Canada's Anti-Spam Law (CASL) enters into force on
Canada Day, July 1. It was passed in 2010 as a
"made-in-Canada" solution to "drive spammers out of Canada".
Are you outside Canada? It's important to know that
this law reaches beyond Canada's
borders. CASL is already affecting businesses in
the United States, Europe and elsewhere as they change their
communications practices to send emails and other "commercial
electronic messages" into Canada.
As we described in our presentation Comparing CASL to CAN-SPAM, the new law
applies to messages that are accessed by a
computer system in Canada. That means that messages sent by a
person, business or organization outside of Canada, to a person in
Canada, are subject to the law.
CASL expressly provides for sharing information among the
Government of Canada, the Canadian CASL enforcement agencies, and
"the government of a foreign state" or international
organization, for the purposes of administering CASL's
anti-spam (and other) provisions. The MOU among the Canadian CASL enforcement
agencies (see also our earlier post) similarly references processes to share
and disseminate information received from and provided to their
foreign counterpart agencies.
In a speech yesterday, the Chair of the Canadian
Radio-television and Telecommunications Commission, Jean-Pierre
Blais, emphasized the CRTC's cooperation with its
international counterparts to combat unlawful telemarketers,
hackers and spammers that "often operate outside our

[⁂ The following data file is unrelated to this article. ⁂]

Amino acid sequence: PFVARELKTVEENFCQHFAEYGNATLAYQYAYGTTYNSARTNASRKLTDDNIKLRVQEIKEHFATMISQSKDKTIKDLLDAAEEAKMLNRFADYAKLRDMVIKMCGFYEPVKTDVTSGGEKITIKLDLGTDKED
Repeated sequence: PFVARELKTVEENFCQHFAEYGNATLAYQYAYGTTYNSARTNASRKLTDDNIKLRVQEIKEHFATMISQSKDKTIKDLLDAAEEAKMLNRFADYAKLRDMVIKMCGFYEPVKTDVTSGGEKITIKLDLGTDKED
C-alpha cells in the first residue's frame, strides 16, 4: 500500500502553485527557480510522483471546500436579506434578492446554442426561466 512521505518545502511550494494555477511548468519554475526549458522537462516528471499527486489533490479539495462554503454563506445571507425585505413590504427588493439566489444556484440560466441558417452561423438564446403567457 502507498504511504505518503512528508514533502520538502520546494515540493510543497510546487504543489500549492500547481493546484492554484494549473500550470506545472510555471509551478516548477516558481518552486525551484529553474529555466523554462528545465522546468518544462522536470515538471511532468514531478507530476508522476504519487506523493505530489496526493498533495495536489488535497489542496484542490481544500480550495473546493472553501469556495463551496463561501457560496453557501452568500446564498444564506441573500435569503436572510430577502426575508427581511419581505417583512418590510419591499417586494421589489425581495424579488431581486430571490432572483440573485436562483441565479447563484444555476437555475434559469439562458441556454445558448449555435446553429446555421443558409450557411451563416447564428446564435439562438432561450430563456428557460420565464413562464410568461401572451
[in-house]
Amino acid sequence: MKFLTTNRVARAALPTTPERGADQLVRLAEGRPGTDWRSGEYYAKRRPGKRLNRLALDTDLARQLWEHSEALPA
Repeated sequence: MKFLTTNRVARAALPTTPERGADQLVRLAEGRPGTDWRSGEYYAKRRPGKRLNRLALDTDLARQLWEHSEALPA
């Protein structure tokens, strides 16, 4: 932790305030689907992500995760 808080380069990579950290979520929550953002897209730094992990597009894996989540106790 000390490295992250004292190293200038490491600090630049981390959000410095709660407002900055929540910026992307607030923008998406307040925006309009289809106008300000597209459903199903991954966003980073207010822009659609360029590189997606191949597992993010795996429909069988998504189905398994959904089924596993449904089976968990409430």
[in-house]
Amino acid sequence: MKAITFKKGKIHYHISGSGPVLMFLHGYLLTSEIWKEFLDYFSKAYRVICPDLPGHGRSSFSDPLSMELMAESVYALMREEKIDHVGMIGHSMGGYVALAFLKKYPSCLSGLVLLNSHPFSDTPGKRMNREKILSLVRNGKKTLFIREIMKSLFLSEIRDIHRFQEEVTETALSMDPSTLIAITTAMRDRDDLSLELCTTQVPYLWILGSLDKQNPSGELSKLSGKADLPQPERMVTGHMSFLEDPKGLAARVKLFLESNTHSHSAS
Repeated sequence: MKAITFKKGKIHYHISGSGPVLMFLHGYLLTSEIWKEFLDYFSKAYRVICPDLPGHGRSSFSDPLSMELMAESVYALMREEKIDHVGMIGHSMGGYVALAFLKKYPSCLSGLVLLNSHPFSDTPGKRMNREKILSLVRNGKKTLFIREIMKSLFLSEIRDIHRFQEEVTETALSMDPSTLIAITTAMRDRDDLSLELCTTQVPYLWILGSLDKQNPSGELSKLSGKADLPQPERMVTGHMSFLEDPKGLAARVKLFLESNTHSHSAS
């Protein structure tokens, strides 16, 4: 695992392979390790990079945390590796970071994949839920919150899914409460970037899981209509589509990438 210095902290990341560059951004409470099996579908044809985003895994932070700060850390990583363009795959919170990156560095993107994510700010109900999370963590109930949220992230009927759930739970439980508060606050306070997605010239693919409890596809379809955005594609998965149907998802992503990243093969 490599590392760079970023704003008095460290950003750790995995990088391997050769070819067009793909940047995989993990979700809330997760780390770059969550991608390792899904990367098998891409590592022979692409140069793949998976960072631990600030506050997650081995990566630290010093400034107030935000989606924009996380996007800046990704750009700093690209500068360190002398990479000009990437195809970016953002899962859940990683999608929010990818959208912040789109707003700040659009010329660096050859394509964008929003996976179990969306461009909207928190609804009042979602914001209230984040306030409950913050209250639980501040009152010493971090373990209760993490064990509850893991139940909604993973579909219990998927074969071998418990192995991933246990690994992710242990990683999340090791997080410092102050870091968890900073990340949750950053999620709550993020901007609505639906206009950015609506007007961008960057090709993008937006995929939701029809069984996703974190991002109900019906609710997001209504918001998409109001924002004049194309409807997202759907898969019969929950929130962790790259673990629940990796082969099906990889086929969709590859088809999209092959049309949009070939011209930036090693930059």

borders". The Chairman specifically named "the
Federal Trade Commission in the U.S., the Office of Communication
(OFCOM) in the U.K., the Authority for Consumers and Markets in the
Netherlands, the Australian Communications and Media Authority and
others", and noted that the CRTC has led or participated in
many international networks on unlawful telecommunications.
Companies should also take note that a violation of CASL
might also result in the CRTC exercising its so-called
"name and shame" power, by posting the name of the
offender and the violation on its online compliance and
enforcement list. The CRTC has for years published notices of violation with respect to its
"Do Not Call List", and is expected to take a similar
approach for CASL notices of violation as well.
Companies that are working on their CASL compliance
programs should take note of the CRTC's recently published
Anti-Spam Compliance and Enforcement Guidelines. A very
helpful summary by Tim Banks, with a link to the
Guidelines, is available
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